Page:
South-Western Legal Studies in Business

Gamblers Who Lose Money by Gambling Online May Not Sue Credit Card Companies
Description Appeals court upheld the dismissal of a class action suit that gamblers brought against MasterCard and Visa for allowing them to charge Internet gambling debts to their credit cards. The card companies did nothing illegal, so the gamblers are not victims who may sue to try to erase their debts.
Topic Consumer Protection
Key Words Online Gambling; Credit Card Debt; RICO
C A S E   S U M M A R Y
Facts Thompson and others gambled online. Using a casino website, they deposited money into a gambling account by charging a sum of money to their credit card. Winnings and losses would be credited or charged to that account. After running up losses, the plaintiffs filed a class action suit against MasterCard, Visa, and the issuing banks. The plaintiffs did not deny their debts, but contended that they should not have to pay them because the credit card companies were engaged in an illegal global gambling enterprise that violated RICO (the Racketeer Influenced and Corrupt Organizations Act). The district court dismissed the suit; plaintiffs appealed.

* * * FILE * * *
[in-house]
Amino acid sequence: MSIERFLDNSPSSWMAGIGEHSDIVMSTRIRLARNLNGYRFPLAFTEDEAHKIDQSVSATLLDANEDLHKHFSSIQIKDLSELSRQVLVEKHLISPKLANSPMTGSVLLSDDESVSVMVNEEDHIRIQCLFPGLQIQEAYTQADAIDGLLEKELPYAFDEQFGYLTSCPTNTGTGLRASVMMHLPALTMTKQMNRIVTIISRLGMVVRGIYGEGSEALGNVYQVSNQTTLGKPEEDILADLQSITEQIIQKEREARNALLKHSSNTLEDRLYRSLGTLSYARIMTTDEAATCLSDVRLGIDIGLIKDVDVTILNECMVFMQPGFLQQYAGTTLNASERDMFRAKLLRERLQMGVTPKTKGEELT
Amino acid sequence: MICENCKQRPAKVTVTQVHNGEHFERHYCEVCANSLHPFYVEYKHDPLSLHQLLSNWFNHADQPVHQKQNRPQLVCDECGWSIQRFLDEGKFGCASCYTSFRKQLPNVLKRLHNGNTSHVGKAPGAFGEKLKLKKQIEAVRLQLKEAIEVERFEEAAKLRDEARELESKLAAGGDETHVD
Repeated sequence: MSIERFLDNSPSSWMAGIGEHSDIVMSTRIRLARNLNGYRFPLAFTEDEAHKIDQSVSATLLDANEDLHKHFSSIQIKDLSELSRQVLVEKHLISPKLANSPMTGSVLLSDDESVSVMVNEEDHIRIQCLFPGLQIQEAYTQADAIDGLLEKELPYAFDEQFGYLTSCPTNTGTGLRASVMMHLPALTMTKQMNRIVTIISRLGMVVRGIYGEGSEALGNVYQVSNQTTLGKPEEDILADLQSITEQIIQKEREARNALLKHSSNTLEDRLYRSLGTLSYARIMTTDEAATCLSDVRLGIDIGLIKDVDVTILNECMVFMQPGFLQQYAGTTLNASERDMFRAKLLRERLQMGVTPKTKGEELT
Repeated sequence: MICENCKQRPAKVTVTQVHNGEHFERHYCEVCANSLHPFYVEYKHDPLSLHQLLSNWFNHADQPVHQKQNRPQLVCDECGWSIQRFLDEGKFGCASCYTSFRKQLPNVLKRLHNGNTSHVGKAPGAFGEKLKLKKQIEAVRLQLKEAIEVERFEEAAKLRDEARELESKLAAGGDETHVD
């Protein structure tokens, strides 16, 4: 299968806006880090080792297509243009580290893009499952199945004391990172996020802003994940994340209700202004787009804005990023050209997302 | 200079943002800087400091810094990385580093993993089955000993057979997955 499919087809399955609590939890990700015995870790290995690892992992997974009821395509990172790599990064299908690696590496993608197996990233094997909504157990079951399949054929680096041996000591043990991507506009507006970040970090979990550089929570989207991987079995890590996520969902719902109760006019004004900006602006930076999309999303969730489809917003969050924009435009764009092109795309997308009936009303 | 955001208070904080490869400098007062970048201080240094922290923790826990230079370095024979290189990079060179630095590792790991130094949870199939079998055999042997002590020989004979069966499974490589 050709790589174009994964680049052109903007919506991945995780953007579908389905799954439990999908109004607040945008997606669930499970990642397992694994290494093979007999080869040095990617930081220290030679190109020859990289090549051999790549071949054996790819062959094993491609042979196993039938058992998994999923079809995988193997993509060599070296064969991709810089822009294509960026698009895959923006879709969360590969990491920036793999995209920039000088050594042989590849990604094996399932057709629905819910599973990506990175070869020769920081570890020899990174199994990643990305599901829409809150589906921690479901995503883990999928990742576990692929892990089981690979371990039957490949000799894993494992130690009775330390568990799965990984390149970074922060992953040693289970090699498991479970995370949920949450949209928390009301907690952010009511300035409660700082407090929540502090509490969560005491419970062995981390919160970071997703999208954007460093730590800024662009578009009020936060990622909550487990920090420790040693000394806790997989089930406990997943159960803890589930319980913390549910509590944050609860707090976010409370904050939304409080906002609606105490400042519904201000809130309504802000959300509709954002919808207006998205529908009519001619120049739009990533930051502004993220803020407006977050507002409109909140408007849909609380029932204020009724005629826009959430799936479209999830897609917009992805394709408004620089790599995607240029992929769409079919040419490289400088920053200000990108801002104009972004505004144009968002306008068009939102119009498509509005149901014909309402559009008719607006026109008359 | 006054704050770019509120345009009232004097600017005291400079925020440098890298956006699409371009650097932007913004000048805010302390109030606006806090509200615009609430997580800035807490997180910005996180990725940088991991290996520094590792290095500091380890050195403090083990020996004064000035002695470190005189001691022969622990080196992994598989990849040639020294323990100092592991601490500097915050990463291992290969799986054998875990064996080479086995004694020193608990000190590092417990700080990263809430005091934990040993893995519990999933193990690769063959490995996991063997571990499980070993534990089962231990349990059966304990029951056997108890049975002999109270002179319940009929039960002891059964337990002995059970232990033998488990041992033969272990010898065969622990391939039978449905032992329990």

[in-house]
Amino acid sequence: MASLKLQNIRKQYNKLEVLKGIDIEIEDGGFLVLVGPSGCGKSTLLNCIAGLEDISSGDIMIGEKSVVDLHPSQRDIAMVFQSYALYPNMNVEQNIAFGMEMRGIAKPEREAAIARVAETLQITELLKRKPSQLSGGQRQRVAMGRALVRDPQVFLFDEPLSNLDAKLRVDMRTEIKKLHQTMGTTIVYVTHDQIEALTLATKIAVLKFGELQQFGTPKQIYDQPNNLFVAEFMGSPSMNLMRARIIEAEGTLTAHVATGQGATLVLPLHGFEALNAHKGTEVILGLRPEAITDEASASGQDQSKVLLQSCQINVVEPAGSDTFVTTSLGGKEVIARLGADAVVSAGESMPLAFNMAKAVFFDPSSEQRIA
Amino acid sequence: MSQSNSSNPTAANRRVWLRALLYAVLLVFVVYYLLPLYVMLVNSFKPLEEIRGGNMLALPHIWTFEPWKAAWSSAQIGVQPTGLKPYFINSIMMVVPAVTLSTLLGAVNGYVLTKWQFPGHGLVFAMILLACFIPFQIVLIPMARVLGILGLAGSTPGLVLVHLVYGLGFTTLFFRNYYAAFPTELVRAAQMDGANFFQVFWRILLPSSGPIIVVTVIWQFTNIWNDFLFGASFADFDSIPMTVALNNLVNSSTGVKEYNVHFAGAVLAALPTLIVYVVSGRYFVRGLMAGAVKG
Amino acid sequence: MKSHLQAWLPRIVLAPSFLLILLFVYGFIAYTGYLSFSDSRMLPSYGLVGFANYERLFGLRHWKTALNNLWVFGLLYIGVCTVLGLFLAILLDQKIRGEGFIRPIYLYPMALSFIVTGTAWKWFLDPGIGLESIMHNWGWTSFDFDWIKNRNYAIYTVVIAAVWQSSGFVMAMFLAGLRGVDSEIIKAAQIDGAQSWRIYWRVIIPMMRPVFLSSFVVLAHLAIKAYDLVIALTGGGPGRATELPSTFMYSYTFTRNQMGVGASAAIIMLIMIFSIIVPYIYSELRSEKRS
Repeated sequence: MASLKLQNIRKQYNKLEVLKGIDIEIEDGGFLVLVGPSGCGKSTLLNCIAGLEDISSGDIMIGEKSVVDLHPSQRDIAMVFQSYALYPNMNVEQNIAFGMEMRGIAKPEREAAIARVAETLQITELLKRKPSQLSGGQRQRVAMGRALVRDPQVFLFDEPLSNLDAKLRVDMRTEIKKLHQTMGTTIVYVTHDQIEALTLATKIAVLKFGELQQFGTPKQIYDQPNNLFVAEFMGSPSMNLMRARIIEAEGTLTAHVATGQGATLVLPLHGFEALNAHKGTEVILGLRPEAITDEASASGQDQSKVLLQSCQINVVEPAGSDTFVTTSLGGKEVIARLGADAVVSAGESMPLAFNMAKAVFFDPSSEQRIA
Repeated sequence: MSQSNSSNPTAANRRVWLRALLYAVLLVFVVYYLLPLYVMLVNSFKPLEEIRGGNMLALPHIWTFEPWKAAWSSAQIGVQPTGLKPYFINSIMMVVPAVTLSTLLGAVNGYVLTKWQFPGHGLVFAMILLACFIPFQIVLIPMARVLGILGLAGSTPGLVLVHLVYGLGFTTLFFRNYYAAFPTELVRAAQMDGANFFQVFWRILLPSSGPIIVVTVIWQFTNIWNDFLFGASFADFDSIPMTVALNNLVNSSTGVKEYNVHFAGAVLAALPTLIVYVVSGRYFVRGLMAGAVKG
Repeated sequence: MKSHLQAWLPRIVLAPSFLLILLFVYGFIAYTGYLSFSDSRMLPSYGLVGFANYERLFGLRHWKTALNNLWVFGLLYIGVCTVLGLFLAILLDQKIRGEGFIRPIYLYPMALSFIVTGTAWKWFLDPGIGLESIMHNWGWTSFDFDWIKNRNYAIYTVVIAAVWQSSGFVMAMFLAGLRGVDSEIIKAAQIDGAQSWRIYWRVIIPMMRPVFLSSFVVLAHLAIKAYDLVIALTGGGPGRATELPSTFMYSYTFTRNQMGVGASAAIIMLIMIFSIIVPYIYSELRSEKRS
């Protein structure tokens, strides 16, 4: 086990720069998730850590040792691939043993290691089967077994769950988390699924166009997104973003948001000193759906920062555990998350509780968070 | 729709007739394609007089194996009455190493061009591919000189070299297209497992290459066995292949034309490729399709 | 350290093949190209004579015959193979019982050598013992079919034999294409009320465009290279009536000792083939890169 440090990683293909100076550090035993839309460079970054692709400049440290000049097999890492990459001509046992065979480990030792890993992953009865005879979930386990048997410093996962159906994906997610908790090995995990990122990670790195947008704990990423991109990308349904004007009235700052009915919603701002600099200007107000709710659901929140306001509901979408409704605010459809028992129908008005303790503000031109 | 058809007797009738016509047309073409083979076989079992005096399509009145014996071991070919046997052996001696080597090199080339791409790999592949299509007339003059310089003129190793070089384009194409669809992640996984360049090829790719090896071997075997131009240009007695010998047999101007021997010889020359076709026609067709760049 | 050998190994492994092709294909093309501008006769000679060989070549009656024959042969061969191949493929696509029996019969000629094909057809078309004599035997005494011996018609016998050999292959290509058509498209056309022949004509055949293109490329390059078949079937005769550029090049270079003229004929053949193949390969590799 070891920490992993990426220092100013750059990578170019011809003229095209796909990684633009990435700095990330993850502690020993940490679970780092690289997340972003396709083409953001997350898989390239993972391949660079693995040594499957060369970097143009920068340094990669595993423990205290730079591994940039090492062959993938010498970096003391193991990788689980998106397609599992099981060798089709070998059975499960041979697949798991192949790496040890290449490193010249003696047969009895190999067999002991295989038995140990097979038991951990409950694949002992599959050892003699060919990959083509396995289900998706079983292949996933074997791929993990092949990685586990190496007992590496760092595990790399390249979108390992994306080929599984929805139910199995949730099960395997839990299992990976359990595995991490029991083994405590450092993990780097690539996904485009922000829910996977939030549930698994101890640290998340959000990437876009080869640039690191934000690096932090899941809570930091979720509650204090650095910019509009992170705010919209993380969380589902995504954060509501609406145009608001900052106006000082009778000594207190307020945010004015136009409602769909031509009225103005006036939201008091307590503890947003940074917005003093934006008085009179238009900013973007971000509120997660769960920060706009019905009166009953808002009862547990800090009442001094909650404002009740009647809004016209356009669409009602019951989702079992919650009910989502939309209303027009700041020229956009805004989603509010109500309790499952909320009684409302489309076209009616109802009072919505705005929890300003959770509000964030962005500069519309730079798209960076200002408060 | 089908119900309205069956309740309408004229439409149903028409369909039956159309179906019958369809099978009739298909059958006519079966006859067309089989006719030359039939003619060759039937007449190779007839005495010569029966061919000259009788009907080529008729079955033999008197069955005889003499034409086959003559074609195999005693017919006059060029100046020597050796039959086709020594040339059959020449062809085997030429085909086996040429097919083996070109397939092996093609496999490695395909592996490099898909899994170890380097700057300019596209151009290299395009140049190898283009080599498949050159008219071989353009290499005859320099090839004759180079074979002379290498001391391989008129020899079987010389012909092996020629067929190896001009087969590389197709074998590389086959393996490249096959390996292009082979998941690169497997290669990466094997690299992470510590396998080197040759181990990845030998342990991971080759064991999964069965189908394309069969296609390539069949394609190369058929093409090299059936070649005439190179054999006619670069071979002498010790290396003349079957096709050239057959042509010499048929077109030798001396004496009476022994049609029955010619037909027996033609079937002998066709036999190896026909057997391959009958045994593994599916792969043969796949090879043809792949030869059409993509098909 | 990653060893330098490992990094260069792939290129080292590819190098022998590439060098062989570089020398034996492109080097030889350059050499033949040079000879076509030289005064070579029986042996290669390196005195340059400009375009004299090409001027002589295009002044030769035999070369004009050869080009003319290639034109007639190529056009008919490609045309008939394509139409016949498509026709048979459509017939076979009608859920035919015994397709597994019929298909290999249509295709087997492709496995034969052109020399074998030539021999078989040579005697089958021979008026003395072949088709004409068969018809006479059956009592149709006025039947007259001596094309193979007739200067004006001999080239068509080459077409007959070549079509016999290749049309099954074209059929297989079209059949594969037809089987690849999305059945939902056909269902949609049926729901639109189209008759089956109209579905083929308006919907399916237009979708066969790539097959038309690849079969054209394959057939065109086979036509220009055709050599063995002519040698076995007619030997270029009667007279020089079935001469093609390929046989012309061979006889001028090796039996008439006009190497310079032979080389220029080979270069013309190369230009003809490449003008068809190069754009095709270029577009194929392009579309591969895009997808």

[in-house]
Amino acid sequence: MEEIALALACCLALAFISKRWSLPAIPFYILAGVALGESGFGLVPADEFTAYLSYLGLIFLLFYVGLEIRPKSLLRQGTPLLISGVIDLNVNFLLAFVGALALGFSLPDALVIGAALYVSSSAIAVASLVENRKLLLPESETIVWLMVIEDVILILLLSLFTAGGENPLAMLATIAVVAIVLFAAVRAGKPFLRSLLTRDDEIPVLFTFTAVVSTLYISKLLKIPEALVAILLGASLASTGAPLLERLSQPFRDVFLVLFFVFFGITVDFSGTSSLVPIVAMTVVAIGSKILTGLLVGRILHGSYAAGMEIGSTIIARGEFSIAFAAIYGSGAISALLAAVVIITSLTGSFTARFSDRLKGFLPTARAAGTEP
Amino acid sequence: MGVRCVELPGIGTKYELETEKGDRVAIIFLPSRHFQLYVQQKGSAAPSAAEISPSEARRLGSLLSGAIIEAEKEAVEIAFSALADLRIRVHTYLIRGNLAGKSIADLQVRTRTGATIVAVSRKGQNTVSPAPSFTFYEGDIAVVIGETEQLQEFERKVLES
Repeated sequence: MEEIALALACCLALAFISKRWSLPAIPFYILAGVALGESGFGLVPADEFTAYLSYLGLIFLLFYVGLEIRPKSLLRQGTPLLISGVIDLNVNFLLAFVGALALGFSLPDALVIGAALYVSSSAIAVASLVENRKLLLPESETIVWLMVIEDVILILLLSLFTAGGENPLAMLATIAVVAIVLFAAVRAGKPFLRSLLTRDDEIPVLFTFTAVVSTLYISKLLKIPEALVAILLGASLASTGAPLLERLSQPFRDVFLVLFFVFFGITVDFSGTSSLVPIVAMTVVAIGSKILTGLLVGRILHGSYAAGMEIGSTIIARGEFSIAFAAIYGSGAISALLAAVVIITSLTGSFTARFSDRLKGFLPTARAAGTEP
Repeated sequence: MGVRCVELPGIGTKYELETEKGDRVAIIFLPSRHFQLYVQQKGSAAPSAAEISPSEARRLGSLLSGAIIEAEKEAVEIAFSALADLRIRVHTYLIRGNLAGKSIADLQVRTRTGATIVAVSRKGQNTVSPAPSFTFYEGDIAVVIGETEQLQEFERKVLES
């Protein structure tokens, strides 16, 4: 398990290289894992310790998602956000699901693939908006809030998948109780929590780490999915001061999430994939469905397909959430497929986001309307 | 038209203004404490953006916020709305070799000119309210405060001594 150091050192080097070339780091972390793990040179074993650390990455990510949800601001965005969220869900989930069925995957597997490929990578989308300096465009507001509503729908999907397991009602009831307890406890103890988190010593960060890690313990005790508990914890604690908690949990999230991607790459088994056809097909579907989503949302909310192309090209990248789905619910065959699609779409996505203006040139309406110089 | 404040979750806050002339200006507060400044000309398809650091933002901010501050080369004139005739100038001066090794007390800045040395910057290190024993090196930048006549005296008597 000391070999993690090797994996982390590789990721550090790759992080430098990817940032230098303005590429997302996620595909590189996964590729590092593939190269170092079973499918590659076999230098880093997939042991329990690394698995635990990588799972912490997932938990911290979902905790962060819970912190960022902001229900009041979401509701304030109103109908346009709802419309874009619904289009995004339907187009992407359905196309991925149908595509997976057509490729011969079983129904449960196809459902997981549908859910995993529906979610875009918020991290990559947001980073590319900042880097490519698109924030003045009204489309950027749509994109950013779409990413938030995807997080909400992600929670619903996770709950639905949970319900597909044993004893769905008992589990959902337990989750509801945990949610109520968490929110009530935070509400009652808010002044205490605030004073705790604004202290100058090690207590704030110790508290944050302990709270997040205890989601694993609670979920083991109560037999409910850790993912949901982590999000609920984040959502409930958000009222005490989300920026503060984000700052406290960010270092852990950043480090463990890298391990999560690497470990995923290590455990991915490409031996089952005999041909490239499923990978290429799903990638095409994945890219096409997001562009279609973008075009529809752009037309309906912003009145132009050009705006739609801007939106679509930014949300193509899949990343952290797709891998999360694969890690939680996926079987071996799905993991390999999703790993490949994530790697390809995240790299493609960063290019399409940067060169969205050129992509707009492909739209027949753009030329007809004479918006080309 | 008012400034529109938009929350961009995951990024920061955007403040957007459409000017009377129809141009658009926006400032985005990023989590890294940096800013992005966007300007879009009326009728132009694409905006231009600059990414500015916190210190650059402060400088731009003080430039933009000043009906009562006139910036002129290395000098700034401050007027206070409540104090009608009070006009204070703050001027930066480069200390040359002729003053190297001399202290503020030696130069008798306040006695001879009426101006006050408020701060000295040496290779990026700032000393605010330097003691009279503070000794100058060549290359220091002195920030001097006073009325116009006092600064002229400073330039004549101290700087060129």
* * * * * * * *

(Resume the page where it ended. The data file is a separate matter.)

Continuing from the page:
Decision

Affirmed. The credit card holders failed to sufficiently allege that the card companies engaged in the collection of unlawful debt, absent any showing that the debt was unlawful because it was incurred or contracted in an illegal gambling activity, or in connection with the illegal business of gambling, or because it was unenforceable under usury laws, or was incurred in connection with the business of lending at usurious rates. That is, there was no crime that would trigger the application of RICO. Federal law does not prohibit non-sports Internet gambling, so any debts incurred in connection with such gambling are not illegal. The gamblers “are not victims.”

Citation In re: MasterCard International, 313 F.3d 257 (5th Cir., 2002)

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